One of the most important concepts that must be kept clearly in mind for a person that invests or lives in Italy is the concept of fiscal residency. This concept is different from the concept of administrative residency: in fact a foreign citizen can be "resident" in his own country and in Italy as well at the same time: in this case the word "resident" refers to the concept of administrative residency that means, in most case, to be enlisted in the lists held by the municipality of the town where the person lives. And this is something that can happen in more than one country at the same time, especially for people that own houses in different countries and travel a lot.
The concept that we want to introduce here is the concept of fiscal residency that differs from the concept of administrative residency: if a person is to be considered a fiscal resident in one country, she cannot be considered fiscal resident in any other country: the concept is exclusive. There's only one exception: the case of American Citizens: we will see in future posts that American Citizens are to be considered fiscally resident in the US even if they live in another country.
This is a pretty important rule, as being fiscal resident in one country, say Italy for example (but this is a worldwide rule that is valid for every country) has the relevant consequence that in Italy you will pay taxes for all of your incomes, produced in Italy or elsewhere.
This is the principle of Worldwide Taxation.
Let's make a practical example to better understand:
Mr. Jones is an English citizen that owns a house in London. Some years ago he also bought an house in Venice where he met Mrs. Bianchi that is now his wife; they have a child and live toghether in Venice where Mr. Jones started a new business. In England Mr. Jones also has some investments in stocks.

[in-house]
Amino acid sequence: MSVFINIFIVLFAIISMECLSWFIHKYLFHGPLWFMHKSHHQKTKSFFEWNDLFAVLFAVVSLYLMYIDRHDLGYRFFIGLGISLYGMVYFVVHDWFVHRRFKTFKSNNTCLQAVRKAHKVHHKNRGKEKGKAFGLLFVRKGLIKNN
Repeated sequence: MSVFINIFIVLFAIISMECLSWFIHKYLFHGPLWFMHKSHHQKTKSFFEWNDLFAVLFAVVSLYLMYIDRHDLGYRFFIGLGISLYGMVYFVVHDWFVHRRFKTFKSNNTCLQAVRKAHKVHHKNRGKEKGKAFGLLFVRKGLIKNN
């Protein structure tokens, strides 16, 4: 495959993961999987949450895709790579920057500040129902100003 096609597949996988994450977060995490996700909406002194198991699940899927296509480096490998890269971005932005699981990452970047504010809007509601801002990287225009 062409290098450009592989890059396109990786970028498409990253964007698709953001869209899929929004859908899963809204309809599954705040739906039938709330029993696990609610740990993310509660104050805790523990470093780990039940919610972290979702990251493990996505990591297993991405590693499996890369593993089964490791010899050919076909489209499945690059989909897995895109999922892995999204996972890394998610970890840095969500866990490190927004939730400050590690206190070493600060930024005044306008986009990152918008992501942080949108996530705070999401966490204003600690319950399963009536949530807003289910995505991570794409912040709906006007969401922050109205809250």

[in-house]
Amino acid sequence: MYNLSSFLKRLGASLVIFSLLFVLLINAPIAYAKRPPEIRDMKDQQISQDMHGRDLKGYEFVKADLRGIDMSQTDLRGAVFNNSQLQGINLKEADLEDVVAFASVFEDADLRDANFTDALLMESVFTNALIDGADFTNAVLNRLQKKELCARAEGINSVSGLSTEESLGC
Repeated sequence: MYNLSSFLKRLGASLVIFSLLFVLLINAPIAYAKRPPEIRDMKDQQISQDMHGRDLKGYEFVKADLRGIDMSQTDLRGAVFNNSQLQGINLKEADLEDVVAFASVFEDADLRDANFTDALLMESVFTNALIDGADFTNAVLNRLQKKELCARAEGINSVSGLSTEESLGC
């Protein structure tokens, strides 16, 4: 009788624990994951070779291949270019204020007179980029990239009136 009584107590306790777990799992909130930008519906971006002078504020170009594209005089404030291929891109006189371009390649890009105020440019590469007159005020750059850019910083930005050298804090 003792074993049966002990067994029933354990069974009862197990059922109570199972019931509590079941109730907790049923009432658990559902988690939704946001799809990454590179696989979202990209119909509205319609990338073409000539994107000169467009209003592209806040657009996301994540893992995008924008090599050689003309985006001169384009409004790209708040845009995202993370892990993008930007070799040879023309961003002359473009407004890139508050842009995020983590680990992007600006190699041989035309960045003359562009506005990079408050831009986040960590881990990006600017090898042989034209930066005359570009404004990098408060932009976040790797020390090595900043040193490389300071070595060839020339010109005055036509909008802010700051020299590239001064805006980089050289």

The questions are:
1 - Where is Mr. Smith administrative resident?
2 - Where is he fiscal resident?
3 - Where does he have to pay taxes? Italy or England?
Let's answer these questions.
1 - He can be administrative resident of both country.
2 - He is for sure fiscal resident only in Italy. We will explain in another post the elements that have to be considered to decide where the person is fiscal resident.
3 - This is the complicated part: Let's say that he has paid 20 in English taxes over the income of 100 from his English stocks and that he has paid 180 in Italian taxes over the income of 1.000 from his Italian new business.
But, for the principle of the Worldwide Taxation, and being fiscal resident in Italy, he will have to declare and pay taxes in Italy for all his worldwide incomes: not only the Italian income but also the English income. So he will have to declare in Italy the following incomes:
1.000 (income produced in Italy) + 100 (income produced in England) = 1.100
We will have to calculate taxes over the income of 1.100 and let's say they are 195.
From the sum of 195 that Mr. Jones owes to the Italian fiscal authorithy (Agenzia delle Entrate) he can deduct the amount of 20 of taxes already paid in England.
195 - 20 = 175
He owes to the Italian fiscal Authorithies 175.
In the hypotesis in which Mr. Jones's family moved to London, they would be fiscal residents in England and they would have to do the opposite: declare in the English tax return also the Italian income and deduct from those taxes tha taxes already paid in Italy.
What is very important to remember is the following:
- If you move to a new country (any country) or invest or live there, but at the same time you still have properties or incomes in your own country, be very aware of the country where you are considered fiscal resident.
- The concept of fiscal residency is unknown to most people, but can have big consequences as many countries have become aware of this phenomenon and they exchange and cross information very quickly.
- Always contact a CPA or a tax advisor to check your situation.